Reasons which relate to self injuring as an act of communication, is in a way that someone self injures because they’re trying to get a need met. This is why the act is often seen as manipulative or ‘attention seeking’ when actually this isn’t the reason nor the motive of the injurer. Often though, although with the following reason it could be seen as attention seeking, it shouldn’t be thought of in the negative stance that it sometimes would be, where someone is selfishly trying to get needs met via the detriment of the well being of those around them; self injury can be done as a genuine last ditch cry for help, where asking directly and detailing problems is too hard, or not possible.

The third category of reasoning’s, the ones based around control over you and real or imagined events around you, has these particular reasons. As a way of re-enacting past experiences, such as that of intense trauma, or delusional thinking where you think “If I do this, then that bad feeling will go away”. The delusion can also be pushed to a situation, where the injurer feels they must commit the act in order to stop the ‘bad feeling’ from hurting other people.

There’s a grey area between all three of the categories, because most of the reasons are similar to that of those in the category of “Emotion Release”, where the act is used as a way of regaining a state of equilibrium within both the body and mind.

Looking at all three collective categories, you can see a potential reason why the number of sufferers is distributed among genders the way it us. In accordance with social conditioning, women aren’t expected to outwardly express anger and rage, which is a common feeling among self injurers. This is contrary to the social conditioning men receive, where outward expression of anger is more commonplace. Also for men, repressing emotions is a normal action, because an expression of emotion is often seen as a failure and doesn’t appear macho among society.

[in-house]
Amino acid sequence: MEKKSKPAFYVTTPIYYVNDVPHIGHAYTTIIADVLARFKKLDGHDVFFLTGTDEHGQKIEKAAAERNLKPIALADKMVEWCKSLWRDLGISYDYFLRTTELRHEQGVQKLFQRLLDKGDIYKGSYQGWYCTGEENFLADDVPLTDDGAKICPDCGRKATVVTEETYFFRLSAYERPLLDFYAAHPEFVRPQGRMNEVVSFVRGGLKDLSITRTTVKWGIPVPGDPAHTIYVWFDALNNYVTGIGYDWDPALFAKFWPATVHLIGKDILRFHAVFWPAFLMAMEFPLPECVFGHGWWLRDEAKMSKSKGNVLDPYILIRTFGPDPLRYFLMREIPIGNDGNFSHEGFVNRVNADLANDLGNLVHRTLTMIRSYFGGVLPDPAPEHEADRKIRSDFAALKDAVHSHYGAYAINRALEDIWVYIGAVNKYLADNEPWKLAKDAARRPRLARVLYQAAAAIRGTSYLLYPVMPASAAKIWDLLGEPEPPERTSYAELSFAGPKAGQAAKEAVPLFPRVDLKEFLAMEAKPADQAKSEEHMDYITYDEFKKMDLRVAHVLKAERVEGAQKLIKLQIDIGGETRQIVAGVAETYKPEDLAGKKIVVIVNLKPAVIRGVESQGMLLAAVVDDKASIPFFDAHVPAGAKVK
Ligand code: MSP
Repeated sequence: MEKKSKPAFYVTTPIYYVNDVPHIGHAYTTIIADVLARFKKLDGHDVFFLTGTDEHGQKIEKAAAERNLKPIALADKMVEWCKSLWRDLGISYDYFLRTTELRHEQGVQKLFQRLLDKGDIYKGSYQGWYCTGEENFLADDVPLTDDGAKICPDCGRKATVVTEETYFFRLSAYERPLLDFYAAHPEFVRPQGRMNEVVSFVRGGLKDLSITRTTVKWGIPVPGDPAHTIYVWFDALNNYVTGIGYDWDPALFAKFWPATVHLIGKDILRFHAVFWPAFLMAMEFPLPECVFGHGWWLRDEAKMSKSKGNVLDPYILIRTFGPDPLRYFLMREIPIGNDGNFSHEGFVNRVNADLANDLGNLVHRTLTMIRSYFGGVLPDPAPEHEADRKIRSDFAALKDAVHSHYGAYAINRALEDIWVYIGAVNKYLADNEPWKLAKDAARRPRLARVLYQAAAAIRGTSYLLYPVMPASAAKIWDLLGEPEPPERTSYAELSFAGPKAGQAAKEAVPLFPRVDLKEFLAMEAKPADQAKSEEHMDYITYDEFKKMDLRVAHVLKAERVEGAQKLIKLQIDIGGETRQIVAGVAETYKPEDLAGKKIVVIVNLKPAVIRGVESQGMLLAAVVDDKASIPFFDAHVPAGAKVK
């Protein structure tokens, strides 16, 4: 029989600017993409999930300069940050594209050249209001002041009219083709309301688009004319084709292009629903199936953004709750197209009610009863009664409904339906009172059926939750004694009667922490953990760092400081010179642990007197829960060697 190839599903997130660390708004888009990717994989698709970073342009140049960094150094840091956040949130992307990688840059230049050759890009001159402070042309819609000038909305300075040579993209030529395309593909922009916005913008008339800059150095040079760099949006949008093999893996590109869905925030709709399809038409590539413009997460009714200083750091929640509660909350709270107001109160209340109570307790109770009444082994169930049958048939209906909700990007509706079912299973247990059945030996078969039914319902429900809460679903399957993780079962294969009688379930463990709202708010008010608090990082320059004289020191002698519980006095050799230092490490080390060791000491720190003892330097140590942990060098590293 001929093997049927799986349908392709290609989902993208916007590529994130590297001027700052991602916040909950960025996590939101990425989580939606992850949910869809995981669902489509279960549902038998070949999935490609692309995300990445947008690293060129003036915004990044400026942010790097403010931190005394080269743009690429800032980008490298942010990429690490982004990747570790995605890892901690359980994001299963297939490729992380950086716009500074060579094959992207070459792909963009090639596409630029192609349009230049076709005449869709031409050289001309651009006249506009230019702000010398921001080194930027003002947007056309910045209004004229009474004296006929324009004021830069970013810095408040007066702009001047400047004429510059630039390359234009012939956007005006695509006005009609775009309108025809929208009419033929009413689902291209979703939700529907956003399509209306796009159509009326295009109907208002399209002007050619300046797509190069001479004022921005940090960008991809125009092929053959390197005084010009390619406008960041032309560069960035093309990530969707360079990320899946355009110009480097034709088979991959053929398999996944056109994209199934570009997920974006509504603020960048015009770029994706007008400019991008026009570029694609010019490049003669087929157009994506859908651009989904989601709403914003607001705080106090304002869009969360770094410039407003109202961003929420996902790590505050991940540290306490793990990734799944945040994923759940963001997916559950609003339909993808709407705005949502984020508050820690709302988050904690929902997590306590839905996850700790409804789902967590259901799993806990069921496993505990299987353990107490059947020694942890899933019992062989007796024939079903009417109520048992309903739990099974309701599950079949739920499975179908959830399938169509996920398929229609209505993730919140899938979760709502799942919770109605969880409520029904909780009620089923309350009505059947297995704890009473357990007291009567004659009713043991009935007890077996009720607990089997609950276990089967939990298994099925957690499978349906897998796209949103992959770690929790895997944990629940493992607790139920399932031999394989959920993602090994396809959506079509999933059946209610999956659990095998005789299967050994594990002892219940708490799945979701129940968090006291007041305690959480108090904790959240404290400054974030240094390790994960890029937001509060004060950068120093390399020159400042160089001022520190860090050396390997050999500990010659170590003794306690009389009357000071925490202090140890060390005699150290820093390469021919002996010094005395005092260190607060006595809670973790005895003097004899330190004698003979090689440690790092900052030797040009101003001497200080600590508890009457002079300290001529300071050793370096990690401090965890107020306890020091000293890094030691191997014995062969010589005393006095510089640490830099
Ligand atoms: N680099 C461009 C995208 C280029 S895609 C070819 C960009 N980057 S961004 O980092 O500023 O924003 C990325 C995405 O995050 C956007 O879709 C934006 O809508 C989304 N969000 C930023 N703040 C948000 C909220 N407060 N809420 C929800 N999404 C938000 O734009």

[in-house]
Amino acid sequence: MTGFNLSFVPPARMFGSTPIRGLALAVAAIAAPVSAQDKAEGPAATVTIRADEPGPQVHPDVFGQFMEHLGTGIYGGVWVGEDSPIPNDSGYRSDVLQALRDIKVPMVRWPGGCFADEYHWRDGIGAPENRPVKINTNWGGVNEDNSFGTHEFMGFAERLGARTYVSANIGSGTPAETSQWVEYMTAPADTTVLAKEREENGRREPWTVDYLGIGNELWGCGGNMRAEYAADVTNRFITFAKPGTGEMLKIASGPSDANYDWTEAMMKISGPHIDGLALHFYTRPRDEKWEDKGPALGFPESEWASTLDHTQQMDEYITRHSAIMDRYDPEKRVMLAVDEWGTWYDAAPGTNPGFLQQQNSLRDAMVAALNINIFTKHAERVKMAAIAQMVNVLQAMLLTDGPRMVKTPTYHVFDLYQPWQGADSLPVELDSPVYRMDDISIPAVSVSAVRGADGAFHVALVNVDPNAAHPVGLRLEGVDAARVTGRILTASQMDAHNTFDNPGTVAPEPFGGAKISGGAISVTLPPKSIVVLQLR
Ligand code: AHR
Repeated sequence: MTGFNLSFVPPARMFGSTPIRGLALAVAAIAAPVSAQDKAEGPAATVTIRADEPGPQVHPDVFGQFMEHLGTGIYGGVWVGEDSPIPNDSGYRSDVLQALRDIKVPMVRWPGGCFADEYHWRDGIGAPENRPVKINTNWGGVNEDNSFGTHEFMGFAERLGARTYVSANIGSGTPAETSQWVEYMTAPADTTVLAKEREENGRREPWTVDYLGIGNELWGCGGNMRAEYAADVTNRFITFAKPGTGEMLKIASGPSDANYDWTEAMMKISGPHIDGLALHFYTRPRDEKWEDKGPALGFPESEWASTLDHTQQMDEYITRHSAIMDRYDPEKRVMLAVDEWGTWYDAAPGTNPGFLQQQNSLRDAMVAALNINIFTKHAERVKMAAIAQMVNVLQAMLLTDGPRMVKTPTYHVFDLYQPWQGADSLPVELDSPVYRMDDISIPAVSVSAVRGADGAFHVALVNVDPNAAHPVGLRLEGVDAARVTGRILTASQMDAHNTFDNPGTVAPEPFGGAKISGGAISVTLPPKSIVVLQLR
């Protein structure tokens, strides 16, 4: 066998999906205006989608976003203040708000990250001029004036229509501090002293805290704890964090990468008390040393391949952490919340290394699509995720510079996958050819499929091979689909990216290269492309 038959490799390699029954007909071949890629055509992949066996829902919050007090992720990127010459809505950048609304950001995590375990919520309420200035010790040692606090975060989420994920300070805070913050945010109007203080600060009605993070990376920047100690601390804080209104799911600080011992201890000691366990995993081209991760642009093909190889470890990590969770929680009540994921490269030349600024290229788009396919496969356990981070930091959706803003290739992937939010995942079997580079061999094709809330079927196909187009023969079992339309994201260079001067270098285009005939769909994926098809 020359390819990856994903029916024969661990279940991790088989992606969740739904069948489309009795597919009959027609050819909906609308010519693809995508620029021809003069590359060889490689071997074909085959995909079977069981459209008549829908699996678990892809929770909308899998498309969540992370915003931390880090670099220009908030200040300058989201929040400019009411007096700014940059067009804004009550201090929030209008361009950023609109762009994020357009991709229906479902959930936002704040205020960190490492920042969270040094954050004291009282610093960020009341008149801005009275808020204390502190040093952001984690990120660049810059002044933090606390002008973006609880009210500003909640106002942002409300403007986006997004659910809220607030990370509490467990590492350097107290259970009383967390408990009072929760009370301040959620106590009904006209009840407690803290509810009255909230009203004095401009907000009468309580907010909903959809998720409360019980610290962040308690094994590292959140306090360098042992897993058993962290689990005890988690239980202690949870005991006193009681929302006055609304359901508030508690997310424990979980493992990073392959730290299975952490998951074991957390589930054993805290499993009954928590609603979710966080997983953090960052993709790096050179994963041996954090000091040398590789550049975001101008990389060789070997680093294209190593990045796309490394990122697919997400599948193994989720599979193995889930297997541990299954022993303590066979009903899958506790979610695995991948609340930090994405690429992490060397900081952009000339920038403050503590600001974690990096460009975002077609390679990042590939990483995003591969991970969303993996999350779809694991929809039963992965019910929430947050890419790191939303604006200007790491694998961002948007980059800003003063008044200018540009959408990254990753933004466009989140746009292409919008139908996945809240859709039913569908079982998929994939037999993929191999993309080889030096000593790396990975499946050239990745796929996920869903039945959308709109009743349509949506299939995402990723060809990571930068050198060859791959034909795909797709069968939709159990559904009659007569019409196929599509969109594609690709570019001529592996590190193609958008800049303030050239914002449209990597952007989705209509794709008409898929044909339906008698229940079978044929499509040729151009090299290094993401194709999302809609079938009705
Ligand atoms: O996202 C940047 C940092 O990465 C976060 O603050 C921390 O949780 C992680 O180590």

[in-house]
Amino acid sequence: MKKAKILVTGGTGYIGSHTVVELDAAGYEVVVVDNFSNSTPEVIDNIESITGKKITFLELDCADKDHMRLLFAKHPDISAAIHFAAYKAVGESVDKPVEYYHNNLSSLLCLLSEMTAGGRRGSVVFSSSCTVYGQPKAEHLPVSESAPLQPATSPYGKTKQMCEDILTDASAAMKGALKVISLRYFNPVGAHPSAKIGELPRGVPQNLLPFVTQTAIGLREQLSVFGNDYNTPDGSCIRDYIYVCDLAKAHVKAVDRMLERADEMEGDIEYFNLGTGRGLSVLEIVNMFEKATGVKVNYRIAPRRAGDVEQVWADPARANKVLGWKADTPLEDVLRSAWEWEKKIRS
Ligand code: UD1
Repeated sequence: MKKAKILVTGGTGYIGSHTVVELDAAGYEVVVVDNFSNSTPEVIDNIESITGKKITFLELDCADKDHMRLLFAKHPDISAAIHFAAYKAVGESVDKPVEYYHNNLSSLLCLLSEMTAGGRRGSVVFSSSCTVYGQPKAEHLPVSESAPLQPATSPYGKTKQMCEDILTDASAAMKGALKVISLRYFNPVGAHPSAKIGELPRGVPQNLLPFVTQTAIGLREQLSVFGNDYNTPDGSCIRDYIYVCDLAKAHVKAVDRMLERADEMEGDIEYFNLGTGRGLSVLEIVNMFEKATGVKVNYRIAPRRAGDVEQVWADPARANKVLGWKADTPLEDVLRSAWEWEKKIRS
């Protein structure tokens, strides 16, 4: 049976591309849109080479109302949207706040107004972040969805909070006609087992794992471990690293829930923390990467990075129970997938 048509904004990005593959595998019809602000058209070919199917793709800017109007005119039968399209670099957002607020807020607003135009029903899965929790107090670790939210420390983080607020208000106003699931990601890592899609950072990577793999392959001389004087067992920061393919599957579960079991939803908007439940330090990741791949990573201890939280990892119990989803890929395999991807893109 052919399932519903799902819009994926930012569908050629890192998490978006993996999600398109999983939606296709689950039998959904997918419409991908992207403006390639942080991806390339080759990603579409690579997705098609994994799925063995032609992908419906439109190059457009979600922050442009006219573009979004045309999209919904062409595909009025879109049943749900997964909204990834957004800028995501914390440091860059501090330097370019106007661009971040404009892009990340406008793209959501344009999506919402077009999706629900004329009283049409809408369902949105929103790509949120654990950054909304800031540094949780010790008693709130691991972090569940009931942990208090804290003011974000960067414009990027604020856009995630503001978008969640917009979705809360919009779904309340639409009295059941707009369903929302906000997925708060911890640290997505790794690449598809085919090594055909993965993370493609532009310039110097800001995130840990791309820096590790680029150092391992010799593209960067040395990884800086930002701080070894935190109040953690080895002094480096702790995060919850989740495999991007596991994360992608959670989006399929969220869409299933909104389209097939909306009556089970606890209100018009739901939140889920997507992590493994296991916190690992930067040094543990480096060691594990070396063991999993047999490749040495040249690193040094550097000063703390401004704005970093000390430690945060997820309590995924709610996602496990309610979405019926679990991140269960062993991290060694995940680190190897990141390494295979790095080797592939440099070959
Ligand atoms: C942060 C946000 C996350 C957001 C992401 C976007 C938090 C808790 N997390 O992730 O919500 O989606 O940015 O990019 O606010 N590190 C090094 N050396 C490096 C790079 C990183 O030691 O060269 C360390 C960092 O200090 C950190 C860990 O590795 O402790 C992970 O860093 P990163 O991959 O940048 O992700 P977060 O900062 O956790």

A common feeling among self injurers is that of invalidation, and in an effort to cure this feeling people often try and stick as closely to what they have been conditioned as possible; which is the reason why women don’t express anger and rage healthily and men repress all emotion.

The best cure, is understanding

It has never been doubted, that those closest to the self-injurer have their best interests at heart; and what they seek is a quick fix solution. A magic pill or a wonder drug. Unfortunately neither have been found, and although there is a connection between brain chemicals of self-injurers (serotonin levels); there are also feelings which trigger the injury. Emotions aren’t going anywhere, so neither are the triggers, this is a long term problem, which needs long term solutions. The self-injurer is fully aware that they need to learn of healthier ways to cope, but this process can be much easier with not only the support but also the understanding of those around them. Make sure they know that there is support for them, and try to see, without judging, if they’re trying to communicate through their injury. Sometimes self-injuring isn’t a choice, it’s something which is done for survival, because words cannot be found to express what changes need to be made. Carers need to try searching, looking through the frosted glass, for what the self-injurer needs. Validation, understanding, support; they aren’t everything, but you could go far worse than start with them.